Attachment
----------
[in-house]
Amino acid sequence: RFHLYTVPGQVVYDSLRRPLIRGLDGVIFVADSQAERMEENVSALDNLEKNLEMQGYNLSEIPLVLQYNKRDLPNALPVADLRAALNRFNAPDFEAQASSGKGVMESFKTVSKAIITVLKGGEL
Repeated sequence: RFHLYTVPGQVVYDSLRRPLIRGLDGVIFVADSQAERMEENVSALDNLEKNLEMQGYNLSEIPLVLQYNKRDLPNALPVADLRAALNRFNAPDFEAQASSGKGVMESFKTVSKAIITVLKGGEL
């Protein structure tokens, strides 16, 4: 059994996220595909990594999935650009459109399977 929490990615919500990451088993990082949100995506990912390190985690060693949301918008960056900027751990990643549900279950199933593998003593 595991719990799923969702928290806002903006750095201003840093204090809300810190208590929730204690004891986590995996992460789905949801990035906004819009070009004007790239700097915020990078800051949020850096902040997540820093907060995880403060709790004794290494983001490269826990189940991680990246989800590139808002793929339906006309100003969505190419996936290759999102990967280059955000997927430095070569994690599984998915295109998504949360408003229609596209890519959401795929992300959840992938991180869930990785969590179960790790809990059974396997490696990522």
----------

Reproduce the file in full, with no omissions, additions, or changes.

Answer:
[in-house]
Amino acid sequence: RFHLYTVPGQVVYDSLRRPLIRGLDGVIFVADSQAERMEENVSALDNLEKNLEMQGYNLSEIPLVLQYNKRDLPNALPVADLRAALNRFNAPDFEAQASSGKGVMESFKTVSKAIITVLKGGEL
Repeated sequence: RFHLYTVPGQVVYDSLRRPLIRGLDGVIFVADSQAERMEENVSALDNLEKNLEMQGYNLSEIPLVLQYNKRDLPNALPVADLRAALNRFNAPDFEAQASSGKGVMESFKTVSKAIITVLKGGEL
């Protein structure tokens, strides 16, 4: 059994996220595909990594999935650009459109399977 929490990615919500990451088993990082949100995506990912390190985690060693949301918008960056900027751990990643549900279950199933593998003593 595991719990799923969702928290806002903006750095201003840093204090809300810190208590929730204690004891986590995996992460789905949801990035906004819009070009004007790239700097915020990078800051949020850096902040997540820093907060995880403060709790004794290494983001490269826990189940991680990246989800590139808002793929339906006309100003969505190419996936290759999102990967280059955000997927430095070569994690599984998915295109998504949360408003229609596209890519959401795929992300959840992938991180869930990785969590179960790790809990059974396997490696990522």